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No.13 (1970/06) >

 
Title :Calcification in a Solitary Coral, Fungia scutaria Lamarck in Relation to Environmental Factors
Authors :Yamazato, Kiyoshi
Issue Date :30-Jun-1970
Abstract :With the ultimate purpose of clarifying the role of zooxanthellae in calcification in corals, a study was conducted (1) to analyze the effects of some environmental factors on the rate of calcium uptake by Fungia scutaria Lamarck and (2) to obtain a clear picture of the uptake and release of phosphorus by the same animal under various conditions. The effect of the factors investigated on the rate of calcium uptake was strikingly different in the light and in the dark. In the dark, the rate increased linearly with increase in temperature (15°- 32℃) and also with increase in the ambient calcium concentration from 0 to 200 mg/1. A steady state was maintained for calcium concentrations from 200 to 600mg/1. A drastic decrease occured in solutions of 75 to 25% sea water, and a lesser decrease in 125% sea water. The rate decreased linearly with the logarithmic increase in the ambient phosphate concentration from 10^<-7> (natural sea water) to 10^<-2> M. In the light, the rate of calcium uptake was maximum at 24℃, and in natural and 75% sea water. Deviations from either of these conditions resulted in de crease in the rate of calcium uptake. Uptake rates increased linearly with increase in the ambient calcium concentration from 0 to 400 mg/1 and with a steeper slope from 400 to 600 mg/1. The effect of the ambient phosphate concentration on calcium uptake was not clear but there was a general trend of decrease in the uptake rate with increasing concentration of phosphate. The greatest difference in the rate of calcium uptake "between the dark and light conditions was observed at the lower phosphate concentrations. Dinitrophenol completely inhibited calcium uptake at concentrations of 10^<-4>M and higher both in the light and in the dark. At a concentration of 10^<-5>M a complete inhibition was observed in the dark but not in the light The removal of zooxanthellae from the animal caused a decrease in the rate of calcium uptake to 1/12 the control value in the light and to 1/8 in the dark. These ratios were unaltered in the polyps devoid of zooxanthellae kept in the same containner with the normal polyps. The rate of phosphorus uptake from sea water supplemented with phosphate (2.7μg-at. P/1) was approximately two times greater in the light than in the dark. Net uptake occurred both in the light and in the dark at this phosphate concentration, while net release occurred in the light and in the dark in natural sea water (0.27 μg-at. P/1). In the light, the pholyps devoid of zooxanthellae absorbed phosphorus at the rate 1/8 that of the normal polyps; in the dark this ratio was about 1/6. Some indication of interaction between the normal and zooxanthella - free polyps in the same container was observed. The effect of temperature on phosphorus uptake was about the same as that on calcium uptake. Approximately the same quantity of organic phosphorus (particulate and dissolved ) was released in the light as in the dark, while nine times more inorganic phosphorus was released in the dark than in the light. More organic phosphate labelled with P^<32> was released by the normal polyps than by the zooxanthella-free polyps under both light and dark conditions.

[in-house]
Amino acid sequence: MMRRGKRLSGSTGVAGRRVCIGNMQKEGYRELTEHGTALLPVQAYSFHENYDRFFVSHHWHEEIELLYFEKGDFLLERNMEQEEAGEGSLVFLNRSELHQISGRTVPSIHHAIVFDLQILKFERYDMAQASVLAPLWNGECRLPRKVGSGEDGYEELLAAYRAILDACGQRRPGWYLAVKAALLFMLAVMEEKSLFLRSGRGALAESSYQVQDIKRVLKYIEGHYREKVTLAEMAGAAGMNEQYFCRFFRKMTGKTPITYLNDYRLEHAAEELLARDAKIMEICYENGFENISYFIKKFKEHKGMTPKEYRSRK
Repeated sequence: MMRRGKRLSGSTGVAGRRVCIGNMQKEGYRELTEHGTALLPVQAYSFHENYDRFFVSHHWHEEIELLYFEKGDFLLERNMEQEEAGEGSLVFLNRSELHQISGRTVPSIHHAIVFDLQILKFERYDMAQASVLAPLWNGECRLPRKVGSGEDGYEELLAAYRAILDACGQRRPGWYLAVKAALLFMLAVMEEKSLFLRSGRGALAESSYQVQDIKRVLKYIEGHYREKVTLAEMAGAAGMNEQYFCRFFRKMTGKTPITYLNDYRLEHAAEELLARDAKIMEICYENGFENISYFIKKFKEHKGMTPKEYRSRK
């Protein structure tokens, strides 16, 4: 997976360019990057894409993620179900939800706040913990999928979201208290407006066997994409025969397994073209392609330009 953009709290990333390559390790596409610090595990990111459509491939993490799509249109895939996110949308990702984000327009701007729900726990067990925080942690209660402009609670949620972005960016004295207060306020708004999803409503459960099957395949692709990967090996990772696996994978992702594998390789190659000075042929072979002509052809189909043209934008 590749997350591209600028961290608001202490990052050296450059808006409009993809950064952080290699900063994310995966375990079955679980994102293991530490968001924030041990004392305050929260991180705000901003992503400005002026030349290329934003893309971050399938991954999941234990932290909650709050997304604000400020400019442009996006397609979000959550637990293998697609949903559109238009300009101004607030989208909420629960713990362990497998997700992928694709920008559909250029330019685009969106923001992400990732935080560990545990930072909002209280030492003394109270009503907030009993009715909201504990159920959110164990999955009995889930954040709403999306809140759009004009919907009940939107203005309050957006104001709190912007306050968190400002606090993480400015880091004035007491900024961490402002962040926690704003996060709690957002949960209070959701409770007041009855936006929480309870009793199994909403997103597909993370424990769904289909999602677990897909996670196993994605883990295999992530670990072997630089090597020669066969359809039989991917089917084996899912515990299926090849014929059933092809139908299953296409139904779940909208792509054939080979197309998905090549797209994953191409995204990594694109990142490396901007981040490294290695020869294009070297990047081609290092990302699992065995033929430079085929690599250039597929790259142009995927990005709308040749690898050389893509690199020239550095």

Type Local :紀要論文
Publisher :琉球大学理工学部
URI :http://hdl.handle.net/20.500.12000/23427
Citation :琉球大学理工学部紀要. 理学編 = Bulletin of Science & Engineering Division, University of Ryukyus. Mathematics & natural sciences no.13 p.59 -122
Appears in Collections:No.13 (1970/06)

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